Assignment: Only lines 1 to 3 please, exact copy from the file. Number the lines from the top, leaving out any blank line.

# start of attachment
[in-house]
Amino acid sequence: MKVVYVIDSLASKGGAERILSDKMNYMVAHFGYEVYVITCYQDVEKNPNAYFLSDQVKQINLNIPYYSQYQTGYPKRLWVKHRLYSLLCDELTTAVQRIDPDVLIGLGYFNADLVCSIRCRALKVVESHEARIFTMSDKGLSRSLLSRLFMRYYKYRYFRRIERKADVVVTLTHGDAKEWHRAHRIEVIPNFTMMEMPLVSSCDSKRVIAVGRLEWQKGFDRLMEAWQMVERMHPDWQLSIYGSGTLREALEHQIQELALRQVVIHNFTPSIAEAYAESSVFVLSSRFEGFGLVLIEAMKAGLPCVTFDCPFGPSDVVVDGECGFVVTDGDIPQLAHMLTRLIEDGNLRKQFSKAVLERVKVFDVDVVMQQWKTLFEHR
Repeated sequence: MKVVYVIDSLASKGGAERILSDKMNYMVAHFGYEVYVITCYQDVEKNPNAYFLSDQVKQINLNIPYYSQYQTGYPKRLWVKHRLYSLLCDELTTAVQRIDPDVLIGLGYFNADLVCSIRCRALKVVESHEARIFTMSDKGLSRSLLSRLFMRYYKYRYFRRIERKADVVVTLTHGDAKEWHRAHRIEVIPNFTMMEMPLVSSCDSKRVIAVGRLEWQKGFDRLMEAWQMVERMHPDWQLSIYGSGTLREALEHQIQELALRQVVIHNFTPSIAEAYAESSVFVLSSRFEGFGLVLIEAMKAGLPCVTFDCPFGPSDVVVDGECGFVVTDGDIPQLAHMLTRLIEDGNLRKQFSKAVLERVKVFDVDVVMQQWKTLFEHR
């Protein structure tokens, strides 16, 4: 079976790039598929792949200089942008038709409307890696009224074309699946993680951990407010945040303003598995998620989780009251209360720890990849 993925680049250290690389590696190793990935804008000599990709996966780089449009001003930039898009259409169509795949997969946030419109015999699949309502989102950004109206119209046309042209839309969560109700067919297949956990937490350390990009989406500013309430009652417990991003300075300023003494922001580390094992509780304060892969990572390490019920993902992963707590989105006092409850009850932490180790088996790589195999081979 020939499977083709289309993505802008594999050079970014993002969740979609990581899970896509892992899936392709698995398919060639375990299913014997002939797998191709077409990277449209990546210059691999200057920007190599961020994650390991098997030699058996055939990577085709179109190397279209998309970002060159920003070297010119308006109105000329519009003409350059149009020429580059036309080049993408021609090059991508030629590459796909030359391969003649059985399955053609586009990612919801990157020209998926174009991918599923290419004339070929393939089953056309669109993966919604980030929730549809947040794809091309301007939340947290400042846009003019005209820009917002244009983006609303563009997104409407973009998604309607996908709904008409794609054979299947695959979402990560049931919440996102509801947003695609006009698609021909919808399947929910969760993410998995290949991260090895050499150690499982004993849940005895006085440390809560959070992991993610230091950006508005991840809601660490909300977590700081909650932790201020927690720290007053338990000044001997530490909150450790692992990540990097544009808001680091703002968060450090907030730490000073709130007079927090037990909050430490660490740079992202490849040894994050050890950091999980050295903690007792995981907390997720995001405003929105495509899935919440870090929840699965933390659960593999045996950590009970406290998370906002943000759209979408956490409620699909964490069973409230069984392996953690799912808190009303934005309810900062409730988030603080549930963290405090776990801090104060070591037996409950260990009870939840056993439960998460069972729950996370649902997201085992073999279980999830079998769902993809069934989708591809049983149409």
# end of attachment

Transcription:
[in-house]
Amino acid sequence: MKVVYVIDSLASKGGAERILSDKMNYMVAHFGYEVYVITCYQDVEKNPNAYFLSDQVKQINLNIPYYSQYQTGYPKRLWVKHRLYSLLCDELTTAVQRIDPDVLIGLGYFNADLVCSIRCRALKVVESHEARIFTMSDKGLSRSLLSRLFMRYYKYRYFRRIERKADVVVTLTHGDAKEWHRAHRIEVIPNFTMMEMPLVSSCDSKRVIAVGRLEWQKGFDRLMEAWQMVERMHPDWQLSIYGSGTLREALEHQIQELALRQVVIHNFTPSIAEAYAESSVFVLSSRFEGFGLVLIEAMKAGLPCVTFDCPFGPSDVVVDGECGFVVTDGDIPQLAHMLTRLIEDGNLRKQFSKAVLERVKVFDVDVVMQQWKTLFEHR
Repeated sequence: MKVVYVIDSLASKGGAERILSDKMNYMVAHFGYEVYVITCYQDVEKNPNAYFLSDQVKQINLNIPYYSQYQTGYPKRLWVKHRLYSLLCDELTTAVQRIDPDVLIGLGYFNADLVCSIRCRALKVVESHEARIFTMSDKGLSRSLLSRLFMRYYKYRYFRRIERKADVVVTLTHGDAKEWHRAHRIEVIPNFTMMEMPLVSSCDSKRVIAVGRLEWQKGFDRLMEAWQMVERMHPDWQLSIYGSGTLREALEHQIQELALRQVVIHNFTPSIAEAYAESSVFVLSSRFEGFGLVLIEAMKAGLPCVTFDCPFGPSDVVVDGECGFVVTDGDIPQLAHMLTRLIEDGNLRKQFSKAVLERVKVFDVDVVMQQWKTLFEHR